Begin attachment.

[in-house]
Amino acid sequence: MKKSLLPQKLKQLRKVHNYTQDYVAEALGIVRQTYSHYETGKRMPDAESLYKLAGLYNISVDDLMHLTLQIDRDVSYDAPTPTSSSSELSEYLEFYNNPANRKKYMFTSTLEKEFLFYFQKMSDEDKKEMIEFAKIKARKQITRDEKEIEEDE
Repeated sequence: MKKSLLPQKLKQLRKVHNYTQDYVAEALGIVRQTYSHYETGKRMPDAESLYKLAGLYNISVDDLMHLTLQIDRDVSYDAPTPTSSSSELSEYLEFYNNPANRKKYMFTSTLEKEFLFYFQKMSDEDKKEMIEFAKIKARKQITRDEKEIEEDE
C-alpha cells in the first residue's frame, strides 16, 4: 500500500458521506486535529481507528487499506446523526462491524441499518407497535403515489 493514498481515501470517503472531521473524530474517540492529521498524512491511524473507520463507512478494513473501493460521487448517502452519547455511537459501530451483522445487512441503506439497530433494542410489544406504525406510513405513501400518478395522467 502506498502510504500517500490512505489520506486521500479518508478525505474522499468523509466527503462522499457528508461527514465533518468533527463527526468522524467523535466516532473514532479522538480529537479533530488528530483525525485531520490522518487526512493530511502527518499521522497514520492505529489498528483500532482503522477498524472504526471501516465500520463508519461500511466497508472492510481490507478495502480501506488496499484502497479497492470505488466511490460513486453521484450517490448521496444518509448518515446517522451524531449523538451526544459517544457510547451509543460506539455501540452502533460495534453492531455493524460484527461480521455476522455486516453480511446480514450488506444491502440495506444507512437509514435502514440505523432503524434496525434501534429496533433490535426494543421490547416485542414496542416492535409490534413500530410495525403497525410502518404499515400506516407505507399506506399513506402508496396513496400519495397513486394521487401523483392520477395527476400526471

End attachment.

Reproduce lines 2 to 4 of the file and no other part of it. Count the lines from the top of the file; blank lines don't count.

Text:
Amino acid sequence: MKKSLLPQKLKQLRKVHNYTQDYVAEALGIVRQTYSHYETGKRMPDAESLYKLAGLYNISVDDLMHLTLQIDRDVSYDAPTPTSSSSELSEYLEFYNNPANRKKYMFTSTLEKEFLFYFQKMSDEDKKEMIEFAKIKARKQITRDEKEIEEDE
Repeated sequence: MKKSLLPQKLKQLRKVHNYTQDYVAEALGIVRQTYSHYETGKRMPDAESLYKLAGLYNISVDDLMHLTLQIDRDVSYDAPTPTSSSSELSEYLEFYNNPANRKKYMFTSTLEKEFLFYFQKMSDEDKKEMIEFAKIKARKQITRDEKEIEEDE
C-alpha cells in the first residue's frame, strides 16, 4: 500500500458521506486535529481507528487499506446523526462491524441499518407497535403515489 493514498481515501470517503472531521473524530474517540492529521498524512491511524473507520463507512478494513473501493460521487448517502452519547455511537459501530451483522445487512441503506439497530433494542410489544406504525406510513405513501400518478395522467 502506498502510504500517500490512505489520506486521500479518508478525505474522499468523509466527503462522499457528508461527514465533518468533527463527526468522524467523535466516532473514532479522538480529537479533530488528530483525525485531520490522518487526512493530511502527518499521522497514520492505529489498528483500532482503522477498524472504526471501516465500520463508519461500511466497508472492510481490507478495502480501506488496499484502497479497492470505488466511490460513486453521484450517490448521496444518509448518515446517522451524531449523538451526544459517544457510547451509543460506539455501540452502533460495534453492531455493524460484527461480521455476522455486516453480511446480514450488506444491502440495506444507512437509514435502514440505523432503524434496525434501534429496533433490535426494543421490547416485542414496542416492535409490534413500530410495525403497525410502518404499515400506516407505507399506506399513506402508496396513496400519495397513486394521487401523483392520477395527476400526471